Thursday, June 23, 2011

A recovery story

Expert on Mental Illness Reveals Her Own Fight. About Marsha M. Linehan, from the New York Times.


  1. Thanks for the link Rossa. Hopefully the times are changing...Personally, I find it is hard to stop feeling ashamed of some of the things I said and did when I was 'mad', but it's necessary to come clean so that others do not suffer such shame in the future. I hope this will make the path to recovery easier for those others.

  2. Guilt and shame are there to begin with, and then there is the memory of what someone may have said or done during "madness" to add to the feelings of shame. Emotional Freedom Technique and Sahaja Yoga (to name just two interventions my son has tried)work specifically on the guilt through affirmations and massaging chakra/meridien points of the body. This is energy psychology, really.

  3. Rossa,

    Thank you for posting.

    These are a a few more stories of recovery that I hope some of your readers find inspirational -

    Pat Deegan, Ph.D. -

    Dan Fisher, M.D., Ph.D. -

    Mary Ellen Copeland, Ph.D. -

    Ronald Bassman, Ph.D. -

    My best,

    Duane Sherry

  4. i have schitzophrenia and take no medication for it. i had it first in early childhood, it stopped, then picked back up again in my mid-late teen years. the disorder can impair ones ability to work and concentrate some days. it is NOT a disorder that in any way effects ones intellagence level as i recieved A's in some classes through college. It's associated with axiety and i found can be controlled through reduceing caffiene consumption, makeing sure to sleep for 8 hours, keeping the mind occupied with goals and plans for achieving those goals, and eating healthy. there is no avoiding the few bad days per month occompanied with the disorder and by that i mean getting less than 8 hours of sleep for multiple days in a row and not being able focus at any job as a result. perhaps medication would help but ill never take medication. i found being involved in church groups helps schitzophrenia greatly along with prayer . it is in my hopes to be cured from this mental illness one day or gain a level of comfort with the symtoms associated with schitzophrenia so i can maintain a regular life. a lack of sleep some nights i find is the most impairing along with the angre associated with other symptoms . hearing voices, delusions, hallucinations, paranoia, anxiety, are easy to get use to. i wish i could remember back to when i was a kid, i cured it once before it came back though. id like to undergo a process of hypnosis taking me back to my childhood to find out exactly how or what stopped it. the good news is people have lived long/healthy lives with schitzophrenia like brian wilson from the beach boys. i feel fame would be the best choice for a schitzophrenic career wise because it doesn't involve any set work schedule. Producers/Directors look for schitzophrenics to take part in films because schitzophrenics will give many low budget films a HUGE budget increase. (from 2.5 million extended to 3.75 million budget limits). If you have schitzophrenia, dont panic this disorder is in no way going to sabatoge your health or ruin your dreams of having a family one day. its just going to take take years of getting use to and plenty of thoughts that involve finding alternative routes toward a succesful social/finacial future. i found new career goals that i never would have dreamed of coming true along with a tremendouse amount of willpower that i gained from having what many would consider to be a horrible mental illness. Just remember to never give up, try and find the good associated with any mental illness and cures that dont always involve medication.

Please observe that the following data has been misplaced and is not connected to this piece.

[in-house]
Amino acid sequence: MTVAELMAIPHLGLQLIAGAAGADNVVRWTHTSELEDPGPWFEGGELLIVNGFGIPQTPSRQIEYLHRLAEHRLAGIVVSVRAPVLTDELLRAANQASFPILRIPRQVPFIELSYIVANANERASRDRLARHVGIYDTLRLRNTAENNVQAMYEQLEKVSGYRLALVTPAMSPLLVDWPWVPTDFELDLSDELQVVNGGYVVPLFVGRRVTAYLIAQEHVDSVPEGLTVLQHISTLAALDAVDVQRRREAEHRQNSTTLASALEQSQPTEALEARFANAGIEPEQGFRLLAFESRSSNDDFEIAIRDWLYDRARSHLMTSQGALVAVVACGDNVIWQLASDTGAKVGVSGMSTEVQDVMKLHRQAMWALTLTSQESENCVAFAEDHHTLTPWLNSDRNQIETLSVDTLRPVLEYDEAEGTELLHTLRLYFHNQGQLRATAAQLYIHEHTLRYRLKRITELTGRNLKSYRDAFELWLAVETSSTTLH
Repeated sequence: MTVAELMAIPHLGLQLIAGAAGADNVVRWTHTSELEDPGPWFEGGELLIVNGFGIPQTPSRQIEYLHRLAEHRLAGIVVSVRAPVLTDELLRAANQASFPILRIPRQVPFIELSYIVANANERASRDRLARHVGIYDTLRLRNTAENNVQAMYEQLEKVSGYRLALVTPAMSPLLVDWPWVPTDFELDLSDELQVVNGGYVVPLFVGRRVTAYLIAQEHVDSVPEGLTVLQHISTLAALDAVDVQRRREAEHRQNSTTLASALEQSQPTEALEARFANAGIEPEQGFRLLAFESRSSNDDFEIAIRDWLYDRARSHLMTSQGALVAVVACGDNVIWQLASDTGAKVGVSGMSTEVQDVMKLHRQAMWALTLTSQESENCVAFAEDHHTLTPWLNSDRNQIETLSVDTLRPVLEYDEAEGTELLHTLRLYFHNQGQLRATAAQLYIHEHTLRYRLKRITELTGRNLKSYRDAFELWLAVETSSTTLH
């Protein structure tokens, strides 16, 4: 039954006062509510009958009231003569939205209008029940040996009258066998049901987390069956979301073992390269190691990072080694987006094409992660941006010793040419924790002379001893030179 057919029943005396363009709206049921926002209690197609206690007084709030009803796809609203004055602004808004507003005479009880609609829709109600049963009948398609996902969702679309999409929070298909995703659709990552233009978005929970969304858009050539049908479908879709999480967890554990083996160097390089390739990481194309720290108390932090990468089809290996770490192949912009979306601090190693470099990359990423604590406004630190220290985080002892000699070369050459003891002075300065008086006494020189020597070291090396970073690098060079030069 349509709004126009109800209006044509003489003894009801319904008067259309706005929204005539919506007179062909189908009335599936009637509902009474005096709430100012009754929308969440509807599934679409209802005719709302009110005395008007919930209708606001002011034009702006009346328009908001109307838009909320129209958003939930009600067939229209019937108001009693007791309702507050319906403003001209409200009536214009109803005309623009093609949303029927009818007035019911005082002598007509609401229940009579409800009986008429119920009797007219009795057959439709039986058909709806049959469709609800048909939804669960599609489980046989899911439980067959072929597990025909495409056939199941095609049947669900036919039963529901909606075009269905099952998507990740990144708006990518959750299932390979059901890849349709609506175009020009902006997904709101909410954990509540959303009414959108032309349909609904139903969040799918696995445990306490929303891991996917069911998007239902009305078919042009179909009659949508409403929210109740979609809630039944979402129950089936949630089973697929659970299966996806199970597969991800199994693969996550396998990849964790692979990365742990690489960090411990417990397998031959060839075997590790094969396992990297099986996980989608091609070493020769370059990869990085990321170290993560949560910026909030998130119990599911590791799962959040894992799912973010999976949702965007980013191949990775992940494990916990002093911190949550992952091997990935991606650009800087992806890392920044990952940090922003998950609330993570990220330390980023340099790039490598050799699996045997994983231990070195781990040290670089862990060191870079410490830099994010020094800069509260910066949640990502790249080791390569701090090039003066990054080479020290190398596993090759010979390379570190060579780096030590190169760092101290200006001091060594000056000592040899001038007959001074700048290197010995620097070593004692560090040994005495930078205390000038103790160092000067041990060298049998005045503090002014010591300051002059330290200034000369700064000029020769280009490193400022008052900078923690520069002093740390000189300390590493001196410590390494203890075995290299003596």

5. Anonymous, thank you for sharing your story with others and giving them hope!


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